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Who is Jane Barbe?

Jane Barbe was the quintessential voice of telephony, greeting millions with her recorded messages. Her calm, clear tone guided callers through time checks, directory assistance, and error notifications. Her voice became an iconic thread in the fabric of American communication. Curious about how her voice became a telephonic touchstone? Discover the story behind Jane Barbe's ubiquitous presence.
J. Beam
J. Beam

Jane Barbe was a drama major and voice actress from Georgia who, though not at all well known by appearance, has one of the most infamous and frequently heard voices of all time. Beginning a voice recording career for the Audichron Company (now ETC) in 1963, Jane Barbe became known as the “Time and Temperature Lady” or simply the “Telephone Lady.” Hers is the voice everyone in America became accustomed to hearing when dialing a number that was disconnected, changed, or no longer in service.

Born in Florida in 1928, Jane Barbe grew up in Atlanta, Georgia and studied drama at the University of Georgia where she received a Bachelor of Fine Arts degree. She recorded her first commercial while working as a copywriter. She began recording the time, temperature, and weather for Audichron in 1963 and also recorded outgoing messages for early voice mail systems. By the 1980s, Jane Barbe was the voice of recorded messages on phone services throughout the United States.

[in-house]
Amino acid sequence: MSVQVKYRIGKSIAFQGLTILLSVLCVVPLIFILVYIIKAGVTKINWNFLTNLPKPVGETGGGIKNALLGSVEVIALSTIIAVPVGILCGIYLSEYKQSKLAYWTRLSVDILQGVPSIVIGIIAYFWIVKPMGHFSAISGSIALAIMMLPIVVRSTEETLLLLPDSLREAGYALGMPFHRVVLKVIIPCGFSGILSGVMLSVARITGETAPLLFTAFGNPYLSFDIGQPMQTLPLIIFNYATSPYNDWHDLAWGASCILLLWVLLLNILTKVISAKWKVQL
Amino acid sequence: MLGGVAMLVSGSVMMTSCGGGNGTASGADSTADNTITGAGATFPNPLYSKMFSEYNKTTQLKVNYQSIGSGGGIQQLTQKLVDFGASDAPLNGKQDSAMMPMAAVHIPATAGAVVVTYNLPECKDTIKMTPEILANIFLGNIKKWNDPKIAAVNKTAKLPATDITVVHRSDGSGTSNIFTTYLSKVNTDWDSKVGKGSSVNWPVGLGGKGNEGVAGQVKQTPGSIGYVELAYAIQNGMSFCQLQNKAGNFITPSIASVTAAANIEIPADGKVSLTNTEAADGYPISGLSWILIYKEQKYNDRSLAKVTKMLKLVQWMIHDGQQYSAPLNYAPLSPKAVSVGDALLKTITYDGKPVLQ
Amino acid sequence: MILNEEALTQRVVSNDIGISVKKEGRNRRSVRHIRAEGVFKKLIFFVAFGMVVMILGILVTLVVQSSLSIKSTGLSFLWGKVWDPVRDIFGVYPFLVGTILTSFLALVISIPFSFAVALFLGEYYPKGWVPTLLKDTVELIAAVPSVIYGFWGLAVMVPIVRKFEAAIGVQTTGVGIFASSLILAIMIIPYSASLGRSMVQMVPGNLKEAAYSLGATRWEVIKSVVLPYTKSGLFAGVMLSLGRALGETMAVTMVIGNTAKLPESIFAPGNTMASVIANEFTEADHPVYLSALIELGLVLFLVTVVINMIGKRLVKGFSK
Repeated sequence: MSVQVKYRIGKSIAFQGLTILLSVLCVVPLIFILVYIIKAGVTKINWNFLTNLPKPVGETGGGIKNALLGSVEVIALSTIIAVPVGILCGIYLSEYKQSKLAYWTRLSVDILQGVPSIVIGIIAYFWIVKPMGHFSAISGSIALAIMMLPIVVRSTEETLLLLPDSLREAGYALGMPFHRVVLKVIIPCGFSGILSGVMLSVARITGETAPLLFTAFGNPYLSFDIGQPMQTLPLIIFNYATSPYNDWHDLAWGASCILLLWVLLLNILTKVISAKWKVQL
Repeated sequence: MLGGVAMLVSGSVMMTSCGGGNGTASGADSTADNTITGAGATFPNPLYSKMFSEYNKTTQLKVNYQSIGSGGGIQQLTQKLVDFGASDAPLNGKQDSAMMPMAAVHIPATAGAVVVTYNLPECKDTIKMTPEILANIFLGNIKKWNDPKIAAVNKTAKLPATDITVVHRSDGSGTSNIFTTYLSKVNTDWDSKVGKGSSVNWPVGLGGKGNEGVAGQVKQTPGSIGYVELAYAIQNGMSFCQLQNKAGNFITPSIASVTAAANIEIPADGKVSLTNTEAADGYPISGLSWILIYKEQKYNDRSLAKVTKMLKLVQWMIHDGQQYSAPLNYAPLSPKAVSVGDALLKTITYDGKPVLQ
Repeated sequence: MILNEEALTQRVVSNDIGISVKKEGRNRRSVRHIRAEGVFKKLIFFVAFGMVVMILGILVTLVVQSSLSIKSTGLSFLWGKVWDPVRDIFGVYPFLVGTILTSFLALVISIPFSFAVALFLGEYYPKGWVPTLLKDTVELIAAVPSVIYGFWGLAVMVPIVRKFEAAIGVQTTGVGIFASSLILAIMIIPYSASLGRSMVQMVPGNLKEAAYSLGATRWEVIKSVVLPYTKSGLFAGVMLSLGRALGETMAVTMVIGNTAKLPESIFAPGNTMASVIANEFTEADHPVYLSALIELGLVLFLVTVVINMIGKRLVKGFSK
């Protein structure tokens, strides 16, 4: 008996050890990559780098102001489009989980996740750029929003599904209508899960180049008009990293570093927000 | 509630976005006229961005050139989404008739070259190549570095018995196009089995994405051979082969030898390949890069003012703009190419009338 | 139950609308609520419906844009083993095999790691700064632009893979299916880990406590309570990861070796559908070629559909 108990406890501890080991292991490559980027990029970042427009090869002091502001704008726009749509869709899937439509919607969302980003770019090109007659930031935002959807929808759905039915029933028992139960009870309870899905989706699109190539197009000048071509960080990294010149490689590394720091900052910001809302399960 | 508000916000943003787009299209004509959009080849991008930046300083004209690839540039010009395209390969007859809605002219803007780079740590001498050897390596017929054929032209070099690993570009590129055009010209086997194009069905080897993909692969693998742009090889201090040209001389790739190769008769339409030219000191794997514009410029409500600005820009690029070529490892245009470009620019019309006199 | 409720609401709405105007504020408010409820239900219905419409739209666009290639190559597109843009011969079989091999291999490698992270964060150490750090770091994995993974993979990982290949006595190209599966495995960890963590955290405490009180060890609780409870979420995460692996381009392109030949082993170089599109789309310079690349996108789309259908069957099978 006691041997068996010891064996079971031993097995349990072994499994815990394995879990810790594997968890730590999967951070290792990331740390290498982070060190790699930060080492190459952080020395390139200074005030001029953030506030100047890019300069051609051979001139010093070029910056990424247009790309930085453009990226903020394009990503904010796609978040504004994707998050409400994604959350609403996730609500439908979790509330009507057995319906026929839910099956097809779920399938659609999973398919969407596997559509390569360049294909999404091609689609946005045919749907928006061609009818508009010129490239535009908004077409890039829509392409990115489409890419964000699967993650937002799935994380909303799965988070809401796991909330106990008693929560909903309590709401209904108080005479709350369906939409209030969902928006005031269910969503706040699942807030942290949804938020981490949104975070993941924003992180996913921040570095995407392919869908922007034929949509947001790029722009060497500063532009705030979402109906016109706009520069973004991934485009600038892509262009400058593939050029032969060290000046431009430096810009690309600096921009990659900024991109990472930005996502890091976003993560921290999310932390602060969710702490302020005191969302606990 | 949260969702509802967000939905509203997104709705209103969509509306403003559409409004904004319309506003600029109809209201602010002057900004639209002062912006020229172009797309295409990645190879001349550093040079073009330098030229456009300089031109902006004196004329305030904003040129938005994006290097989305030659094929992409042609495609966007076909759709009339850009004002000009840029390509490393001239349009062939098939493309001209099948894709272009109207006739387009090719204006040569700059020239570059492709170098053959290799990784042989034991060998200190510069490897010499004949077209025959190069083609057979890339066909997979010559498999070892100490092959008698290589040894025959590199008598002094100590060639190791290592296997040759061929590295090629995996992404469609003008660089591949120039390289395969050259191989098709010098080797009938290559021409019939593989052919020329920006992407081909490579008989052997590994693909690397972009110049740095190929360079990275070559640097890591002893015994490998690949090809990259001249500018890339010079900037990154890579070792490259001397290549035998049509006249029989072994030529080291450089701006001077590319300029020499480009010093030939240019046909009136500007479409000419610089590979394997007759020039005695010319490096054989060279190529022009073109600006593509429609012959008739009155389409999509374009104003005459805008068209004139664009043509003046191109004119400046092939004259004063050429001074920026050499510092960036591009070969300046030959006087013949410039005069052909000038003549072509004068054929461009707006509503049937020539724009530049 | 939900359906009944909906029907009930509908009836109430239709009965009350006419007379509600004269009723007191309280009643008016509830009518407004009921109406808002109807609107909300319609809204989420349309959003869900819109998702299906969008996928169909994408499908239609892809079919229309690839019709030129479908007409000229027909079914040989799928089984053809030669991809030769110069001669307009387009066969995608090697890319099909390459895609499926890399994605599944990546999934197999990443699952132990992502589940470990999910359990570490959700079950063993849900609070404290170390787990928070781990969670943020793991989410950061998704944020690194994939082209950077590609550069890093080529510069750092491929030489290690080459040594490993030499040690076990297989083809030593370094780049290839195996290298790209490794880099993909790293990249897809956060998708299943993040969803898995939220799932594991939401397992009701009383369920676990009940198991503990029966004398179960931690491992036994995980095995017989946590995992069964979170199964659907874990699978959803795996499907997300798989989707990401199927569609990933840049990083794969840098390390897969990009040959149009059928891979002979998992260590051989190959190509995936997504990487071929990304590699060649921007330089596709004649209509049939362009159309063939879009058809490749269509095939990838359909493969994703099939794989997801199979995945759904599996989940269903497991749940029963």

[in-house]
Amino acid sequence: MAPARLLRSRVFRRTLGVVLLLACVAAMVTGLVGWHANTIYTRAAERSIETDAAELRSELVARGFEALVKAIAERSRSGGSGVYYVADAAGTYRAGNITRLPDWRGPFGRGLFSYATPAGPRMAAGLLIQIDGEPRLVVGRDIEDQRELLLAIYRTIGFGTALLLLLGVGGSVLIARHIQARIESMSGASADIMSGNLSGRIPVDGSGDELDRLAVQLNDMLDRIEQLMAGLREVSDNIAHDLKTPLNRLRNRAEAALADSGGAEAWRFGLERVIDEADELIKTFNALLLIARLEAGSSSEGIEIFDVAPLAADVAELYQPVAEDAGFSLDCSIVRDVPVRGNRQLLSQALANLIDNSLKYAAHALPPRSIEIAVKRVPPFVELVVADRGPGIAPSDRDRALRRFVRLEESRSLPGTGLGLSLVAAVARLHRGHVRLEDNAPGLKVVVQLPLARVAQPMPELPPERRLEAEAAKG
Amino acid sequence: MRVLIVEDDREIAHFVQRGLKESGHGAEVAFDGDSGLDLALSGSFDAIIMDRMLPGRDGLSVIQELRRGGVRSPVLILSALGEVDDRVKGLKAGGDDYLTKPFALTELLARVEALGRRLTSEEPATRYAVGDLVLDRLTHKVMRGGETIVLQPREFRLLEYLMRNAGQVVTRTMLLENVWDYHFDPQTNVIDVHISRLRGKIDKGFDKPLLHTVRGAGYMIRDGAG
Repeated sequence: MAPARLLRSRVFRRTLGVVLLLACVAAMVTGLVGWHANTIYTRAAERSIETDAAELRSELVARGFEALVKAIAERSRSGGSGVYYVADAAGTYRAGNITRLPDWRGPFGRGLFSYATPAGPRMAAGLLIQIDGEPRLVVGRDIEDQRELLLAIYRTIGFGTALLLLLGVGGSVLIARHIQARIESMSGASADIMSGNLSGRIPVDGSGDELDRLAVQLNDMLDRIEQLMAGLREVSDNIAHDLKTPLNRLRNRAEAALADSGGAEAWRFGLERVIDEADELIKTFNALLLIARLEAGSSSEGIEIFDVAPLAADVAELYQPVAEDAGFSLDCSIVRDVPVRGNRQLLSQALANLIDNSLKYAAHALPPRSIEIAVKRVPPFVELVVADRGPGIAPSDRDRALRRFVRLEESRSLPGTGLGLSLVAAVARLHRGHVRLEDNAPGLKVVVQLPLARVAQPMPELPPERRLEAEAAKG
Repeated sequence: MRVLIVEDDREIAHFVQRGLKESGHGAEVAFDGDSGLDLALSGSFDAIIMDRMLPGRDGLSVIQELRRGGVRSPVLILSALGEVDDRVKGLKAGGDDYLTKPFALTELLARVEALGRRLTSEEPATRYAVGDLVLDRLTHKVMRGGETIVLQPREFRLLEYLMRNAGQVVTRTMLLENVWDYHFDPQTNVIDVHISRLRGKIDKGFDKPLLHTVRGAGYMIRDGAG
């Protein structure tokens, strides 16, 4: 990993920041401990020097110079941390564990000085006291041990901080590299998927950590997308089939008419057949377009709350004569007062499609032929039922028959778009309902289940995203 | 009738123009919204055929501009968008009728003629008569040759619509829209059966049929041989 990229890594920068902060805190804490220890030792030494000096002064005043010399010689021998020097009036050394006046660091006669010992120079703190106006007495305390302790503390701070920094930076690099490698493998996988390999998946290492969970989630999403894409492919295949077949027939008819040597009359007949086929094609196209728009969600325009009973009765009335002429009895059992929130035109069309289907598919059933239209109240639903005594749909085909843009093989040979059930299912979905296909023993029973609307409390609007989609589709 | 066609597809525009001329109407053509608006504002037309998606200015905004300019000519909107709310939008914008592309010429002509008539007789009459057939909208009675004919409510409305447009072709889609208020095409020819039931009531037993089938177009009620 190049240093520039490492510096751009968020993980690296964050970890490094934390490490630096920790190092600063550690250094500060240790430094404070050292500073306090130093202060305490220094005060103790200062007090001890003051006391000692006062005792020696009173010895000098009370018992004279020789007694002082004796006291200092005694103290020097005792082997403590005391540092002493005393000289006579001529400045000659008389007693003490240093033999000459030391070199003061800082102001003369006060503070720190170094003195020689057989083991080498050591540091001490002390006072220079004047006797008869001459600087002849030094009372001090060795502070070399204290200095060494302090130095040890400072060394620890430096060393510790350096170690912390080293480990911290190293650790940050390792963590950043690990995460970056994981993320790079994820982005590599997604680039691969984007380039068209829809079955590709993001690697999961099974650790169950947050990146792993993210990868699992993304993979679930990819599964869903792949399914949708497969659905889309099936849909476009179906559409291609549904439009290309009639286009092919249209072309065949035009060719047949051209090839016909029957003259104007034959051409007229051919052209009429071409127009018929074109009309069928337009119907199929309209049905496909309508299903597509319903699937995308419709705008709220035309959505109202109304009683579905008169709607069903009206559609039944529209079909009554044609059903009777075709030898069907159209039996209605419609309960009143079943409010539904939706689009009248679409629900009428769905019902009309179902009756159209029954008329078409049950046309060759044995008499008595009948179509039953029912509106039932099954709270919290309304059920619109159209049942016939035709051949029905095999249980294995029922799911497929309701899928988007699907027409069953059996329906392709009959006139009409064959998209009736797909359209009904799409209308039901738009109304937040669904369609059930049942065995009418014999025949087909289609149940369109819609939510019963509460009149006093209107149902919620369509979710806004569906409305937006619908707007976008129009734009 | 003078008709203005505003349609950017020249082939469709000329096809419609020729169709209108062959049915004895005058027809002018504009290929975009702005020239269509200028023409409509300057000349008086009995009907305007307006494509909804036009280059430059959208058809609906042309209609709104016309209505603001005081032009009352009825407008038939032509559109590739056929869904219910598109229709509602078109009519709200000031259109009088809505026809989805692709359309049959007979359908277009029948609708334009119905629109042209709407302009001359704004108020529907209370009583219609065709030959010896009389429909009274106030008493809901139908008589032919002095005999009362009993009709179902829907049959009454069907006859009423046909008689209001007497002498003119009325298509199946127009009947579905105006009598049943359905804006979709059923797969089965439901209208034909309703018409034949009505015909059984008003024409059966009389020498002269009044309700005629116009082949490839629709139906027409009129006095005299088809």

Woman holding a book
Woman holding a book

Though she had a southern dialect in person from growing up in Georgia, her study of drama and voice acting enabled her to maintain a more generic dialect. She even voiced recordings used outside the United States. In addition to her work as the “phone lady,” Jane Barbe also did professional voice-overs in radio and television. Barbe also performed as a feature singer with the Buddy Morrow Orchestra, where she met her husband John. In 1988, she voiced Margaret Mitchell as the narrator in the documentary film The Making of a Legend: Gone With the Wind.

Jane Barbe also founded The American Federation of Television and Radio Artists. Though she was seldom known by face alone, people made an instant connection whenever they learned who she was. Married to John Barbe with two gown children, Jane Barbe died of complications from cancer in July of 2003 at the age of 74.

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